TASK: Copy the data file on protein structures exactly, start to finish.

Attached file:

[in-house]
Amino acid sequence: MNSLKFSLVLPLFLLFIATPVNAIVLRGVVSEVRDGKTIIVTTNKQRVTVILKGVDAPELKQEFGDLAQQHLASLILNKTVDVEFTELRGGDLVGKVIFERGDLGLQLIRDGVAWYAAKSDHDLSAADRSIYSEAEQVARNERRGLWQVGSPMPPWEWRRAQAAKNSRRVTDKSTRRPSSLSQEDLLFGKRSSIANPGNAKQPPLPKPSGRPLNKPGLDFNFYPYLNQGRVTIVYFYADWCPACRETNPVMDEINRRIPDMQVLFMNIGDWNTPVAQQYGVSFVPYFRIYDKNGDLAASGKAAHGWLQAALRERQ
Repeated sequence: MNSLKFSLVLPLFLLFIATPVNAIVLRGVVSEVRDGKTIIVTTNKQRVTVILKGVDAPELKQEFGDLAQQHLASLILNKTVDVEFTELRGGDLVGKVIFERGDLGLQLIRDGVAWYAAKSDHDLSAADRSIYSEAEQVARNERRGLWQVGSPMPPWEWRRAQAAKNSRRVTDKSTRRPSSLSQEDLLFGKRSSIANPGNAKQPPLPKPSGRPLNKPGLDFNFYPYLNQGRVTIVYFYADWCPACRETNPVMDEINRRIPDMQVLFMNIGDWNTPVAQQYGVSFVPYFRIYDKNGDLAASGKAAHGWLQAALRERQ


[in-house]
Amino acid sequence: MNSLKFSLVLPLFLLFIATPVNAIVLRGVVSEVRDGKTIIVTTNKQRVTVILKGVDAPELKQEFGDLAQQHLASLILNKTVDVEFTELRGGDLVGKVIFERGDLGLQLIRDGVAWYAAKSDHDLSAADRSIYSEAEQVARNERRGLWQVGSPMPPWEWRRAQAAKNSRRVTDKSTRRPSSLSQEDLLFGKRSSIANPGNAKQPPLPKPSGRPLNKPGLDFNFYPYLNQGRVTIVYFYADWCPACRETNPVMDEINRRIPDMQVLFMNIGDWNTPVAQQYGVSFVPYFRIYDKNGDLAASGKAAHGWLQAALRERQ
Repeated sequence: MNSLKFSLVLPLFLLFIATPVNAIVLRGVVSEVRDGKTIIVTTNKQRVTVILKGVDAPELKQEFGDLAQQHLASLILNKTVDVEFTELRGGDLVGKVIFERGDLGLQLIRDGVAWYAAKSDHDLSAADRSIYSEAEQVARNERRGLWQVGSPMPPWEWRRAQAAKNSRRVTDKSTRRPSSLSQEDLLFGKRSSIANPGNAKQPPLPKPSGRPLNKPGLDFNFYPYLNQGRVTIVYFYADWCPACRETNPVMDEINRRIPDMQVLFMNIGDWNTPVAQQYGVSFVPYFRIYDKNGDLAASGKAAHGWLQAALRERQ